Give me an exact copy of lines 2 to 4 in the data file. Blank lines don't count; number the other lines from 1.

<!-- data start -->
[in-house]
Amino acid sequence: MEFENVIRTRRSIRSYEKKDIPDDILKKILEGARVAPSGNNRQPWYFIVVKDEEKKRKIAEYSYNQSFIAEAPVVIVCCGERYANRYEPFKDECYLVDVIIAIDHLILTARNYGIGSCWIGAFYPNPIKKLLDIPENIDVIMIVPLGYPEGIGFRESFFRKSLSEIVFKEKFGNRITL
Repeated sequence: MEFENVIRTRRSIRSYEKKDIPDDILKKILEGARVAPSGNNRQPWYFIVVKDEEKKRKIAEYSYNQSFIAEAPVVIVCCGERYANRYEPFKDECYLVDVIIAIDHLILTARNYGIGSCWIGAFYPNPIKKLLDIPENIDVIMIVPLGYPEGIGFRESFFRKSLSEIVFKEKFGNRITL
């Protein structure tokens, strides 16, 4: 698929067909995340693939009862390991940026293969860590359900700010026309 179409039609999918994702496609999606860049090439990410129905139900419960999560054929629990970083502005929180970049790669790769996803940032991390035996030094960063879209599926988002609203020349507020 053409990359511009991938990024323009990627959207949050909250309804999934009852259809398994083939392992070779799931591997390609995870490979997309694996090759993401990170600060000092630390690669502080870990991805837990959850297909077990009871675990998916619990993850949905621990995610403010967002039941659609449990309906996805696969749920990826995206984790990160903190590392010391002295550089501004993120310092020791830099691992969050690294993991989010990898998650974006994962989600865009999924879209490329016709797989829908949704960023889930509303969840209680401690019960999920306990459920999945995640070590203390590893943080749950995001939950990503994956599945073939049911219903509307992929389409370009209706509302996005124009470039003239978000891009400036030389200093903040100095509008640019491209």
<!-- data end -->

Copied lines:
Amino acid sequence: MEFENVIRTRRSIRSYEKKDIPDDILKKILEGARVAPSGNNRQPWYFIVVKDEEKKRKIAEYSYNQSFIAEAPVVIVCCGERYANRYEPFKDECYLVDVIIAIDHLILTARNYGIGSCWIGAFYPNPIKKLLDIPENIDVIMIVPLGYPEGIGFRESFFRKSLSEIVFKEKFGNRITL
Repeated sequence: MEFENVIRTRRSIRSYEKKDIPDDILKKILEGARVAPSGNNRQPWYFIVVKDEEKKRKIAEYSYNQSFIAEAPVVIVCCGERYANRYEPFKDECYLVDVIIAIDHLILTARNYGIGSCWIGAFYPNPIKKLLDIPENIDVIMIVPLGYPEGIGFRESFFRKSLSEIVFKEKFGNRITL
């Protein structure tokens, strides 16, 4: 698929067909995340693939009862390991940026293969860590359900700010026309 179409039609999918994702496609999606860049090439990410129905139900419960999560054929629990970083502005929180970049790669790769996803940032991390035996030094960063879209599926988002609203020349507020 053409990359511009991938990024323009990627959207949050909250309804999934009852259809398994083939392992070779799931591997390609995870490979997309694996090759993401990170600060000092630390690669502080870990991805837990959850297909077990009871675990998916619990993850949905621990995610403010967002039941659609449990309906996805696969749920990826995206984790990160903190590392010391002295550089501004993120310092020791830099691992969050690294993991989010990898998650974006994962989600865009999924879209490329016709797989829908949704960023889930509303969840209680401690019960999920306990459920999945995640070590203390590893943080749950995001939950990503994956599945073939049911219903509307992929389409370009209706509302996005124009470039003239978000891009400036030389200093903040100095509008640019491209």